My wife and I went up there on Father's day a few years back. Richmond weather was shaping up to be a typical summer day (warm) while Bald Knob was a brisk 50-ish with spitting rain. We spent most of the brief layover huddled next to the firebox. Managed to talk our way into the cab for the ride back down. The engineer had been working there for 30+ years. It was still part of the WV park system at that time and paid decent wages, for that remote area. The ride down was interesting. The grade was anything but constant. This made for some fancy air brake work, the train crew playing the handbrakes as well. They knew what they were doing! There was a rather heated discussion between the hoghead and the young fireboy as to how high the water should be before traversing the switchbacks. I'm guessing too low would expose tubes or crown sheet, depending on the uphill end of the boiler, when they tipped over the top onto one of those ramps!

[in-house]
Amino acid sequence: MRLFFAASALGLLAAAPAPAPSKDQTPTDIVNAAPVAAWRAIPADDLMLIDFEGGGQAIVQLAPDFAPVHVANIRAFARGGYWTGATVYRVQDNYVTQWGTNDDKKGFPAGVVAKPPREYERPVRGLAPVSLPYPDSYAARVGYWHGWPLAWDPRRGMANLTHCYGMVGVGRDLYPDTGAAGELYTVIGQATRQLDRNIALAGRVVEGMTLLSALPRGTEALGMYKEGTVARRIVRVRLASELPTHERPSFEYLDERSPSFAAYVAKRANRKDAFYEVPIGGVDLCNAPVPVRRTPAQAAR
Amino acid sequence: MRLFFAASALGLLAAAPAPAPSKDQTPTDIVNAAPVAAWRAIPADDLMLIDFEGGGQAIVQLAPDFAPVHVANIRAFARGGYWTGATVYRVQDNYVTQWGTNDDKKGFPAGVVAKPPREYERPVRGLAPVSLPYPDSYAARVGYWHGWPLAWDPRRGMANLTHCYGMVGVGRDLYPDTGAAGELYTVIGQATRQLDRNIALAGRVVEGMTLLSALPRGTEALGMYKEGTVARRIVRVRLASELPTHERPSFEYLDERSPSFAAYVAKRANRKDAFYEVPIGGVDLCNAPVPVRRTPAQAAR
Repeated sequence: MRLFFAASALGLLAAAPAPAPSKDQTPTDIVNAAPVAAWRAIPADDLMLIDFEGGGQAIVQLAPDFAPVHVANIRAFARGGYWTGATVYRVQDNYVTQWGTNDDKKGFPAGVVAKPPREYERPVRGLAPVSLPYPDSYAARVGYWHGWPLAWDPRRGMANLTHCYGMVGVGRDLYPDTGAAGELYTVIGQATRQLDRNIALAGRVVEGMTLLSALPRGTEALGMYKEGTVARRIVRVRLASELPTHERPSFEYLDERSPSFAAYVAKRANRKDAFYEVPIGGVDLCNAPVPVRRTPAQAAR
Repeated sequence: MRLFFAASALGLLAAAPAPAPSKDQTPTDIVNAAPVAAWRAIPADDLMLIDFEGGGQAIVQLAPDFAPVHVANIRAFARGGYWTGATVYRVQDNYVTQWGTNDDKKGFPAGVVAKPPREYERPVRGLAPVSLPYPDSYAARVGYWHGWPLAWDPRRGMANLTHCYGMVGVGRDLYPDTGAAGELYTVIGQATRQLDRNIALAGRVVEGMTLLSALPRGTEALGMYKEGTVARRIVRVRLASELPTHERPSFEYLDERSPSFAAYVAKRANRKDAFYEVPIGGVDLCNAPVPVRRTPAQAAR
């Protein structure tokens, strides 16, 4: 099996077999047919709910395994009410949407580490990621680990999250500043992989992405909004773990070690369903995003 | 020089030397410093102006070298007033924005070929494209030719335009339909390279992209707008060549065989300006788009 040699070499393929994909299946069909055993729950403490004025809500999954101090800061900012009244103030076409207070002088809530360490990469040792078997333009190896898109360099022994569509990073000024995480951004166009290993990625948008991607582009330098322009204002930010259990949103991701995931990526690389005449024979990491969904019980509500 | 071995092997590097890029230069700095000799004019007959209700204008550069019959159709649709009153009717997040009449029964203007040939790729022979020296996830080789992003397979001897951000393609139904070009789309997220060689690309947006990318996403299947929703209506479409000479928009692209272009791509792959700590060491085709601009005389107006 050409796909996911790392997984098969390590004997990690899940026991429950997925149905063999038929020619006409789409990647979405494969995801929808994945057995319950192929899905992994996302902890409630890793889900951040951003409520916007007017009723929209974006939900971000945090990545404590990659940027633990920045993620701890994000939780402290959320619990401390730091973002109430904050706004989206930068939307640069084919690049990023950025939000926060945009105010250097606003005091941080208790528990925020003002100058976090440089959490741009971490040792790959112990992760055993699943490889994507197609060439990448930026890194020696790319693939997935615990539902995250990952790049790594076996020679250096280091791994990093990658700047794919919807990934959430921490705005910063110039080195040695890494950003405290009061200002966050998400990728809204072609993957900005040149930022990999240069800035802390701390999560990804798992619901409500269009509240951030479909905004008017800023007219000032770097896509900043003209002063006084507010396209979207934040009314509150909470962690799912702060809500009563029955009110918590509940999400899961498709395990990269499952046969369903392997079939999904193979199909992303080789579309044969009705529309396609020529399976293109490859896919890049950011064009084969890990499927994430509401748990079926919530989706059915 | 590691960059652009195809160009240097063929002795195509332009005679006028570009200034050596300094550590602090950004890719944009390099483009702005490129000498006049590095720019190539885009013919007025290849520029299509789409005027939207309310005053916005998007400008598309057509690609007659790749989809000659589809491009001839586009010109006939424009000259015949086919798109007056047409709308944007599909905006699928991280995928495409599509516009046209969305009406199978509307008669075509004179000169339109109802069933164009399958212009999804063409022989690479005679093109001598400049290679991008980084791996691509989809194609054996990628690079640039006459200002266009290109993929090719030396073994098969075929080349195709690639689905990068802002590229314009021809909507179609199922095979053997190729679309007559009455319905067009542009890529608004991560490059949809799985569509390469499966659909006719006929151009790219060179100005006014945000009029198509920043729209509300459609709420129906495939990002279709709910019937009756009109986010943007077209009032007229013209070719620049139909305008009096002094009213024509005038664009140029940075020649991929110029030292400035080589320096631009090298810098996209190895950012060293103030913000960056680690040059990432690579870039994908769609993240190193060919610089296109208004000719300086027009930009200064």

The crew had no kind words for the Heisler, though I'd love to see that run someday.

Thanks for sharing, James!


Glenn Christensen

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Re: WW&F Visits....
« Reply #63 on: July 03, 2016, 04:41:53 AM »
Hi James,

Sounds like a GREAT trip!!!

I remember the seven ridges too!!!!  You must have taken I-81 to Harrisonburg and turned right onto Rt.250.  Beautiful ride, but you're not exaggerating one bit, there ARE SEVEN ridges!  We thought we would NEVER get there.  As I recall at the top of one ridge was a historic marker mentioning some Civil War battle that was fought there - sorry I don't remember which one.  I also understand there was a railroad grade that you crossed in Monterrey.  I don't recall what gauge it was, but it ran roughly N-S up the valley while Rt. 250 runs E-W.


Best Regards,
Glenn
« Last Edit: July 03, 2016, 01:17:10 PM by Glenn Christensen »

Philip Marshall

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Re: WW&F Visits....
« Reply #64 on: July 03, 2016, 06:17:15 AM »
I celebrated my 40th birthday last year by visiting Cass, and had a similar reaction to the geography of the place. My previous trip to Cass was back in 1987 (I think) when I would have been 11 years old, and returning as an adult I was struck by how incredibly isolated it is. One often hears railfans complain about how Chama or Orbisonia (for example) are in the middle of nowhere, but neither of those places can compare with Cass in terms of isolation. It's truly a world apart.